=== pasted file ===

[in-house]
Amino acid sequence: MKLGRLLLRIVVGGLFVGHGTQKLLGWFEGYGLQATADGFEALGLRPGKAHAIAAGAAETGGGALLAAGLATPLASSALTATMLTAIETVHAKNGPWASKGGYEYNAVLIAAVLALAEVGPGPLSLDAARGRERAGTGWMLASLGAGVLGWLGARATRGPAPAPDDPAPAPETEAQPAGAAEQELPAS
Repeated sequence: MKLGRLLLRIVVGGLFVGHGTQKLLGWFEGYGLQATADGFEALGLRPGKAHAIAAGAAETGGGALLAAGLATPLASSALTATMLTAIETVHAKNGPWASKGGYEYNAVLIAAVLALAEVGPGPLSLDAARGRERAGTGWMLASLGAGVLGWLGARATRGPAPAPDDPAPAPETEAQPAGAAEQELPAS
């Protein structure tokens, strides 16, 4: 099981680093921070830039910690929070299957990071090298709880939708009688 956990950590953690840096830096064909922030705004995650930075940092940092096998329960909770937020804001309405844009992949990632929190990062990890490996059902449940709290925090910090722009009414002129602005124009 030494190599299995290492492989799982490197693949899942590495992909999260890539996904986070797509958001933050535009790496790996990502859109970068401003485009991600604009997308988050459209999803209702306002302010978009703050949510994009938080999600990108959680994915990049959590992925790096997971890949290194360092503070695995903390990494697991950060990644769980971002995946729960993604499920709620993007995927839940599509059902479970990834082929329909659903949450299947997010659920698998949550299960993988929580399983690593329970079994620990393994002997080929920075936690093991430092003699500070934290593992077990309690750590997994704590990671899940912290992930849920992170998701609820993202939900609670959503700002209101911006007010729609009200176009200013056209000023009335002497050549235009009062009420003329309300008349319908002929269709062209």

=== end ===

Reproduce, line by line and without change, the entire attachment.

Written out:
[in-house]
Amino acid sequence: MKLGRLLLRIVVGGLFVGHGTQKLLGWFEGYGLQATADGFEALGLRPGKAHAIAAGAAETGGGALLAAGLATPLASSALTATMLTAIETVHAKNGPWASKGGYEYNAVLIAAVLALAEVGPGPLSLDAARGRERAGTGWMLASLGAGVLGWLGARATRGPAPAPDDPAPAPETEAQPAGAAEQELPAS
Repeated sequence: MKLGRLLLRIVVGGLFVGHGTQKLLGWFEGYGLQATADGFEALGLRPGKAHAIAAGAAETGGGALLAAGLATPLASSALTATMLTAIETVHAKNGPWASKGGYEYNAVLIAAVLALAEVGPGPLSLDAARGRERAGTGWMLASLGAGVLGWLGARATRGPAPAPDDPAPAPETEAQPAGAAEQELPAS
């Protein structure tokens, strides 16, 4: 099981680093921070830039910690929070299957990071090298709880939708009688 956990950590953690840096830096064909922030705004995650930075940092940092096998329960909770937020804001309405844009992949990632929190990062990890490996059902449940709290925090910090722009009414002129602005124009 030494190599299995290492492989799982490197693949899942590495992909999260890539996904986070797509958001933050535009790496790996990502859109970068401003485009991600604009997308988050459209999803209702306002302010978009703050949510994009938080999600990108959680994915990049959590992925790096997971890949290194360092503070695995903390990494697991950060990644769980971002995946729960993604499920709620993007995927839940599509059902479970990834082929329909659903949450299947997010659920698998949550299960993988929580399983690593329970079994620990393994002997080929920075936690093991430092003699500070934290593992077990309690750590997994704590990671899940912290992930849920992170998701609820993202939900609670959503700002209101911006007010729609009200176009200013056209000023009335002497050549235009009062009420003329309300008349319908002929269709062209």